Interest rates are an uncertain weapon, but an extremely powerful one. They have been likened to pulling a brick with a piece of elastic - nothing happens for a while, then suddenly the brick slides and may well pinch your fingers when it does so. We also know that interest rates frequently have an asymetrical effect.
They work more immediately in restricting demand when they are put up than they do in boosting demand when they are brought down. Couple with it the absence of expectation of an early fall in German real rates - money rates will come down, but so will inflation - and the restrictive effect is magnified further.
And Germany? It looks quite plausible that the German budget deficit this year, at 6-7 per cent of GDP, will be even larger than Britain's despite the fact that the German economy will be running closer to capacity than the UK's - though that may have changed by 1994.
At some stage there will have to be measures to curb the deficit, but it is difficult seeing these being put in place until the financial markets force such a policy.
At the moment the markets are happy to finance the debt, as shown in the fall in 10-year bond yields from 9 per cent at the beginning of 1991 to a little over 7 per cent at the moment.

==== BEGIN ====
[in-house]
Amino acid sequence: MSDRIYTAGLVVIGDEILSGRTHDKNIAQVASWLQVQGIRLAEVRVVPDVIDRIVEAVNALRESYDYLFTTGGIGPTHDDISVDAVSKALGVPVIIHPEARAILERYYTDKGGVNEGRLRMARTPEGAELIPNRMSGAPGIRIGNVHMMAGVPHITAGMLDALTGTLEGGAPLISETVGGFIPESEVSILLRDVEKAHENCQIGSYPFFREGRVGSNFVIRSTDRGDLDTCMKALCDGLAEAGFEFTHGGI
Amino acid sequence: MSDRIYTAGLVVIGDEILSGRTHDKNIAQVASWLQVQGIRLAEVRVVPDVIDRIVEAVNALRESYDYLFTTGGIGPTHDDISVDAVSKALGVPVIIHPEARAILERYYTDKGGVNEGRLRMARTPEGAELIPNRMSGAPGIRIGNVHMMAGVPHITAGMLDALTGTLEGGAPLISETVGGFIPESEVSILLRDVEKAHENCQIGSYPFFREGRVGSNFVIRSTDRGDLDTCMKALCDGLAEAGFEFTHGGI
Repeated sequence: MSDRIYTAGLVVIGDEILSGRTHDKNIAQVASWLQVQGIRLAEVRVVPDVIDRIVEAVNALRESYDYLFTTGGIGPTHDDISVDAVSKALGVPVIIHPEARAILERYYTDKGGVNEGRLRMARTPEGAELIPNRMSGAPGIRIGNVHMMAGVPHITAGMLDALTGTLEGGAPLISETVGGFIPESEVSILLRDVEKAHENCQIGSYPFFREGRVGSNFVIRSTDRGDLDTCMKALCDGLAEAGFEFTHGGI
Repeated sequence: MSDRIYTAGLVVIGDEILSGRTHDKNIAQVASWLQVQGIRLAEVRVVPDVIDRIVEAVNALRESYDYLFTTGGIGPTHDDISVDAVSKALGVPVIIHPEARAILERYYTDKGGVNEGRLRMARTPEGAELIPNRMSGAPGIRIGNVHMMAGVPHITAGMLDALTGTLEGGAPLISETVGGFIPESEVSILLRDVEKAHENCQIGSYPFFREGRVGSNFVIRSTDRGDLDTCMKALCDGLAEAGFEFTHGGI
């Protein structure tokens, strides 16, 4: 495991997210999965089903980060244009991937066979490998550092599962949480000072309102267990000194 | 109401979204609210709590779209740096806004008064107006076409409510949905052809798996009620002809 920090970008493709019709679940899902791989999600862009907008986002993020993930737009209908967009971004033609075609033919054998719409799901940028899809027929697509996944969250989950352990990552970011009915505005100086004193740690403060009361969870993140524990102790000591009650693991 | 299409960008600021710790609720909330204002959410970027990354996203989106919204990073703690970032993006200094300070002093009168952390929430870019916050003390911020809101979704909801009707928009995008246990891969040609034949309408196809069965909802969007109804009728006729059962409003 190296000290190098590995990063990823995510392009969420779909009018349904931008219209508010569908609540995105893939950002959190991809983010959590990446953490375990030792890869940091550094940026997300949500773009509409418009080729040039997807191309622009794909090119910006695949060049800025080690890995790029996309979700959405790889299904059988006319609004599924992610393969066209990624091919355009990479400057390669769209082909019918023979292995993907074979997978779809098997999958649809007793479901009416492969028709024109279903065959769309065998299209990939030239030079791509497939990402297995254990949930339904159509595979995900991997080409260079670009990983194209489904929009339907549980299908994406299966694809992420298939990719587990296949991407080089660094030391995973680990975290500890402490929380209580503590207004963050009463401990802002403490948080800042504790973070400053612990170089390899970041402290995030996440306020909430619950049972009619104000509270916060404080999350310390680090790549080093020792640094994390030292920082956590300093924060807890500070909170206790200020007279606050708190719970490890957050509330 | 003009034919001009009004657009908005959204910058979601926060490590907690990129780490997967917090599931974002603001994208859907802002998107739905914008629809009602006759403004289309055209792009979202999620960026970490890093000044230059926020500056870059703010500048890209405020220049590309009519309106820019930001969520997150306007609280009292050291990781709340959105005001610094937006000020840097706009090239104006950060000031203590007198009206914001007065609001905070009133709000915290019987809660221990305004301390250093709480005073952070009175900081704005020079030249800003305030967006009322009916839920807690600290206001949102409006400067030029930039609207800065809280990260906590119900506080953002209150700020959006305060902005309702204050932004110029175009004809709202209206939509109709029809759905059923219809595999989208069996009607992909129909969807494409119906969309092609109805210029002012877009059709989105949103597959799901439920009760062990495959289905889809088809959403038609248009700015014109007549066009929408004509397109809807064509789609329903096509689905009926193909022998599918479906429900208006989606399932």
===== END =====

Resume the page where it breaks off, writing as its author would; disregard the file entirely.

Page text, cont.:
Moreover, as German interest rates fall there is no reason to suspect that they will be more speedy in stimulating the German economy than they have been in boosting the US one. If the US experience is any guide, a gradual fall in German rates that started last autumn and will continue through this year and next will not have much effect until perhaps late 1995. The other EC economies are so closely integrated with the Germans' that Germany will inevitably export its recession to its neighbours.
Given this outlook it is very difficult to see the ERM holding together, for the pressure for a change in policy, particularly in France, will be inevitable. So there will be a further ERM realignment soon. But, in the view of most people in the markets, that is old hat. More interesting is the question: what happens in economic terms after that?
In so far as people have thought about this they have assumed, correctly, that escape from the ERM is a necessary precondition for recovery. Few people have focused on the fact that a necessary precondition may not be a sufficient one. If Germany does not recover, cutting free from the mark will not help that much. Most Continental economies cannot cut free from the German economy, for it is their largest export market.
It is Britain's largest single export market, too, but relatively speaking we are less dependent on it than just about any other EC country. The UK recovery is still extremely fragile. British public finances are in a serious mess, but a year from now in purely relative terms the UK economy could look quite healthy . . . relative, that is, to most of the Continent.